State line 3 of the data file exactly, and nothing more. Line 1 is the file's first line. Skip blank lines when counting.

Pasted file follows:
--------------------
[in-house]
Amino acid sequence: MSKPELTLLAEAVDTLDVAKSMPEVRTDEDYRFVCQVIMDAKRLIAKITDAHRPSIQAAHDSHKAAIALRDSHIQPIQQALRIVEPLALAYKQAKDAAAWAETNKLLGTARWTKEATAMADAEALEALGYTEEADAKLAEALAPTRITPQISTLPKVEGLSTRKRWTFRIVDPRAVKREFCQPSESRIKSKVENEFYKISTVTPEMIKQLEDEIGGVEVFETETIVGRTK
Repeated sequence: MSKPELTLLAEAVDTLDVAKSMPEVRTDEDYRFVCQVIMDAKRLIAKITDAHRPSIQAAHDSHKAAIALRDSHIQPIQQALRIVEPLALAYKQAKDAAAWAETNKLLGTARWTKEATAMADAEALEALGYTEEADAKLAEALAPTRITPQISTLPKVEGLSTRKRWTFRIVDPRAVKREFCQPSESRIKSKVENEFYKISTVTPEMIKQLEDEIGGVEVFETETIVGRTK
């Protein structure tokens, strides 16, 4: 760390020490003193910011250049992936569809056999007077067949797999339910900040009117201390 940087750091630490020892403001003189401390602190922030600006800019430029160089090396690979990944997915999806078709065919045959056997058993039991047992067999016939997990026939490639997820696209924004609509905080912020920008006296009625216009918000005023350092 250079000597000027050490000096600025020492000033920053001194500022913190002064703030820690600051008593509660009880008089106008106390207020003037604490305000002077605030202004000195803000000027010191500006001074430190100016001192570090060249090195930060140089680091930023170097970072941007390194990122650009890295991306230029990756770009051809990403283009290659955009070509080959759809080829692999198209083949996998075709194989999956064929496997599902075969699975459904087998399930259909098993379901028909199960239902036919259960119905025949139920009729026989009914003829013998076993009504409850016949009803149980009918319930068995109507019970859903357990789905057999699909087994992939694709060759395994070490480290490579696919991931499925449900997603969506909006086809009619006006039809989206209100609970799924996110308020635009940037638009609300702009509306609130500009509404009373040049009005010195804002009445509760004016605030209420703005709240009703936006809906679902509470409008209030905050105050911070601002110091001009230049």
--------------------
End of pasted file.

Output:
Repeated sequence: MSKPELTLLAEAVDTLDVAKSMPEVRTDEDYRFVCQVIMDAKRLIAKITDAHRPSIQAAHDSHKAAIALRDSHIQPIQQALRIVEPLALAYKQAKDAAAWAETNKLLGTARWTKEATAMADAEALEALGYTEEADAKLAEALAPTRITPQISTLPKVEGLSTRKRWTFRIVDPRAVKREFCQPSESRIKSKVENEFYKISTVTPEMIKQLEDEIGGVEVFETETIVGRTK